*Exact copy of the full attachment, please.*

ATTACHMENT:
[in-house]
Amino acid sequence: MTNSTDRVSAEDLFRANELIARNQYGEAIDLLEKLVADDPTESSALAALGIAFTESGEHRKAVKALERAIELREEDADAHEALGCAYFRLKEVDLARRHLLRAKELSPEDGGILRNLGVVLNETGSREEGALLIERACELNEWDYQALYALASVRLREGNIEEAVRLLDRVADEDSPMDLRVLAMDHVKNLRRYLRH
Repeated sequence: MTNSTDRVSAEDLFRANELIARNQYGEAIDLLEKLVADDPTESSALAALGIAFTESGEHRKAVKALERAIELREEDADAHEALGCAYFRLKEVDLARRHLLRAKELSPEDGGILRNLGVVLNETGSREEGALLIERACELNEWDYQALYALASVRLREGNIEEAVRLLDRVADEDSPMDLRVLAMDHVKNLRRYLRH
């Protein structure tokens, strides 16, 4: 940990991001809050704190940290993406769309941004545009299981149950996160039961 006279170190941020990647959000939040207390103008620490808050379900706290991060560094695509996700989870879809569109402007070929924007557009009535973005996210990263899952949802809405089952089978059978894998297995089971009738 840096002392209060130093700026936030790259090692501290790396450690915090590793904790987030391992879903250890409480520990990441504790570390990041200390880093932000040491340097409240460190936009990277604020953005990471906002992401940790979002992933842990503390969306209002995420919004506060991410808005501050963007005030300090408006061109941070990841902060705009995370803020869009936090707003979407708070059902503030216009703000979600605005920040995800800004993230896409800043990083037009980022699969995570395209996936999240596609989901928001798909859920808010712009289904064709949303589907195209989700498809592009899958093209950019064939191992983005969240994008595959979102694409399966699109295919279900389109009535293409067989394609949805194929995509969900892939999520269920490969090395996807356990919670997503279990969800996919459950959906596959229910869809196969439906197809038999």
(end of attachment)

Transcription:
[in-house]
Amino acid sequence: MTNSTDRVSAEDLFRANELIARNQYGEAIDLLEKLVADDPTESSALAALGIAFTESGEHRKAVKALERAIELREEDADAHEALGCAYFRLKEVDLARRHLLRAKELSPEDGGILRNLGVVLNETGSREEGALLIERACELNEWDYQALYALASVRLREGNIEEAVRLLDRVADEDSPMDLRVLAMDHVKNLRRYLRH
Repeated sequence: MTNSTDRVSAEDLFRANELIARNQYGEAIDLLEKLVADDPTESSALAALGIAFTESGEHRKAVKALERAIELREEDADAHEALGCAYFRLKEVDLARRHLLRAKELSPEDGGILRNLGVVLNETGSREEGALLIERACELNEWDYQALYALASVRLREGNIEEAVRLLDRVADEDSPMDLRVLAMDHVKNLRRYLRH
């Protein structure tokens, strides 16, 4: 940990991001809050704190940290993406769309941004545009299981149950996160039961 006279170190941020990647959000939040207390103008620490808050379900706290991060560094695509996700989870879809569109402007070929924007557009009535973005996210990263899952949802809405089952089978059978894998297995089971009738 840096002392209060130093700026936030790259090692501290790396450690915090590793904790987030391992879903250890409480520990990441504790570390990041200390880093932000040491340097409240460190936009990277604020953005990471906002992401940790979002992933842990503390969306209002995420919004506060991410808005501050963007005030300090408006061109941070990841902060705009995370803020869009936090707003979407708070059902503030216009703000979600605005920040995800800004993230896409800043990083037009980022699969995570395209996936999240596609989901928001798909859920808010712009289904064709949303589907195209989700498809592009899958093209950019064939191992983005969240994008595959979102694409399966699109295919279900389109009535293409067989394609949805194929995509969900892939999520269920490969090395996807356990919670997503279990969800996919459950959906596959229910869809196969439906197809038999």